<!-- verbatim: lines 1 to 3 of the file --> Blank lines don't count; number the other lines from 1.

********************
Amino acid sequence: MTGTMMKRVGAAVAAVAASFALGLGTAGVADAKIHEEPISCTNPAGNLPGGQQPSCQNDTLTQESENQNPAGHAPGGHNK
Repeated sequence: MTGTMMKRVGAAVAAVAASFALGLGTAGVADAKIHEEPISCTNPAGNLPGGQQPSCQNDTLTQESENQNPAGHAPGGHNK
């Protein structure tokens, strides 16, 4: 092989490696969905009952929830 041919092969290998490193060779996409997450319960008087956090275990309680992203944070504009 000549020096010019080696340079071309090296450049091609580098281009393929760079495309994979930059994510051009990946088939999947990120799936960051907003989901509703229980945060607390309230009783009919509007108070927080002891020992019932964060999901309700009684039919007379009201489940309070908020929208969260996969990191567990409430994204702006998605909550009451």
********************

Amino acid sequence: MTGTMMKRVGAAVAAVAASFALGLGTAGVADAKIHEEPISCTNPAGNLPGGQQPSCQNDTLTQESENQNPAGHAPGGHNK
Repeated sequence: MTGTMMKRVGAAVAAVAASFALGLGTAGVADAKIHEEPISCTNPAGNLPGGQQPSCQNDTLTQESENQNPAGHAPGGHNK
């Protein structure tokens, strides 16, 4: 092989490696969905009952929830 041919092969290998490193060779996409997450319960008087956090275990309680992203944070504009 000549020096010019080696340079071309090296450049091609580098281009393929760079495309994979930059994510051009990946088939999947990120799936960051907003989901509703229980945060607390309230009783009919509007108070927080002891020992019932964060999901309700009684039919007379009201489940309070908020929208969260996969990191567990409430994204702006998605909550009451």